Shang-Chi #5 Review: Some Problematic Elements

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When you have dozens upon dozens of costumed adventurers working hundreds upon hundreds of desperate battles against evil, sooner or later, those plans may run afoul of each other. In Shang-Chi #5, the newly cinematic master fighter falls under the suspicion of established “heroes,” and that leads to some problematic elements.

Shang-Chi #5 Review: Some Problematic Elements
Shang-Chi #5 Cover. Credit: Marvel

Shang-Chi’s father was the head of the Five Weapons Society, a massive, international criminal organization with five branches, each named for a deadly martial discipline (Dagger, Hammer, et cetera) and headed by one of his children. When that father died, Shang-Chi inherited control and decided to change the family business from crime to … well, sort of “not crime,” and working to help people. Yes, this is the exact same gag as Agents of Atlas, just without a giant dragon. In any case, Shang-Chi’s newly repurposed collective of martial artists has done some … admittedly questionable things for the right reasons. That leads to some ironic circumstances when the Five Weapons Society is offered the chance to buy a very special briefcase full of weapons.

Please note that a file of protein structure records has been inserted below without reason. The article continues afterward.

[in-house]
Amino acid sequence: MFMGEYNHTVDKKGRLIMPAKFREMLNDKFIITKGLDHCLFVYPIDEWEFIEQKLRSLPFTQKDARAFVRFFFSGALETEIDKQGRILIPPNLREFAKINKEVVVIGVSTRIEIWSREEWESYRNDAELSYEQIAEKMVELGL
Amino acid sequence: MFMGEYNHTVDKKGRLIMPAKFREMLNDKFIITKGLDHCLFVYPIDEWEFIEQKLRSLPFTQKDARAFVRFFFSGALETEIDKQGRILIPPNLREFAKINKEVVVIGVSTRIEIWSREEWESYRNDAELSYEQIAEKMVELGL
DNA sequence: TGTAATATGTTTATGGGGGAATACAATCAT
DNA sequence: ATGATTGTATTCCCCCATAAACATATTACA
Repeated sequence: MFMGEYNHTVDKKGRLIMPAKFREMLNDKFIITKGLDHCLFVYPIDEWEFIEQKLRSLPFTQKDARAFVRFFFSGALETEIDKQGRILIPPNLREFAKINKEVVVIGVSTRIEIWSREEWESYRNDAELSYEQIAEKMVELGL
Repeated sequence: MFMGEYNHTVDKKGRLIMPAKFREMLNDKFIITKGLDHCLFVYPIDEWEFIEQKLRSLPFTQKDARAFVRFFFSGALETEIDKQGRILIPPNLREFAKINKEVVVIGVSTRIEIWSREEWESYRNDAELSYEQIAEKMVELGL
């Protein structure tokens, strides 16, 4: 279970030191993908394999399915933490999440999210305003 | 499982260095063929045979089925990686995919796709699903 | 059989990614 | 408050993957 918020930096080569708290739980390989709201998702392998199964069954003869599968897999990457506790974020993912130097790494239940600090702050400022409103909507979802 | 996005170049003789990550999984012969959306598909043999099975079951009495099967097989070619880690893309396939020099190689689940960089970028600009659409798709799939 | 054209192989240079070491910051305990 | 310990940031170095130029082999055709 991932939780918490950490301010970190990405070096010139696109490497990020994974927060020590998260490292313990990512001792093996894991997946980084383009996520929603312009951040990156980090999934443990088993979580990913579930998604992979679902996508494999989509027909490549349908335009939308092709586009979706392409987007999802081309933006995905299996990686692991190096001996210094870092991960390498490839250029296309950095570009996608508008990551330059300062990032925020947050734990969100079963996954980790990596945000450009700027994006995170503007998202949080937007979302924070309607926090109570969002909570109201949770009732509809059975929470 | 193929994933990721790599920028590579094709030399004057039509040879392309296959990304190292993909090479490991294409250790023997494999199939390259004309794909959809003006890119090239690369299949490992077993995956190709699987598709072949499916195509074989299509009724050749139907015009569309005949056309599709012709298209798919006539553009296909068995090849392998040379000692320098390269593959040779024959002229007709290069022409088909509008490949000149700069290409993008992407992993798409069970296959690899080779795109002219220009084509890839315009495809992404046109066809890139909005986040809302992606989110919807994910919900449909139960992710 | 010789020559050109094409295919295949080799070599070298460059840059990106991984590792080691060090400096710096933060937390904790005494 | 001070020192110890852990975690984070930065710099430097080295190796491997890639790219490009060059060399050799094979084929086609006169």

Gene Luen Yang’s script is very clever in the way it shows Shang-Chi — who has no extraordinary durability or power — using his extraordinary training and preparation to outwit master criminals and a futurist genius alike. Likewise, the artwork from Dike Ruan, Triona Farrell, and Travis Lanham showcase some fantastic fight scenes (including a classic martial arts movie trope that’s very fun) and savvy uses of elements of continuity to create a wonderful tapestry.

There is a problematic element: Iron Man plays a role not just of an aggrieved victim of larceny but setting up an elaborate ruse to investigate where a simple conversation might have gotten better results. This is only vexing because of some of the people who went along with it, people who know all too well about the weight of unfair accusations. Yang’s script plays this element without self-awareness, giving these characters the weight of their privilege in being “other than” Shang-Chi, using it as their justification. At this point, it’s hard to say if this is a good story point that will give the titular character a chance to prove himself better than those who doubted him. Or just another case of that old fragility and Karen-ing people who might benefit from a fifth of the grace these characters have known for decades.

Intriguing work nonetheless, and there’s room for this Five Weapons Society saga to truly establish Shang-Chi as a power capable of standing aside Earth’s Mightiest Heroes. RATING: HONORABLE MENTION.

Shang-Chi #5
By Gene Luen Yang, Dike Ruan
MEET THE NEW IRON MAN … SHANG-CHI?! A weapons dealer offers up a stolen Iron Man suit to Shang-Chi’s organization. But will Shang-Chi take it to use in his war against crime? And what will Tony Stark have to say about it?!

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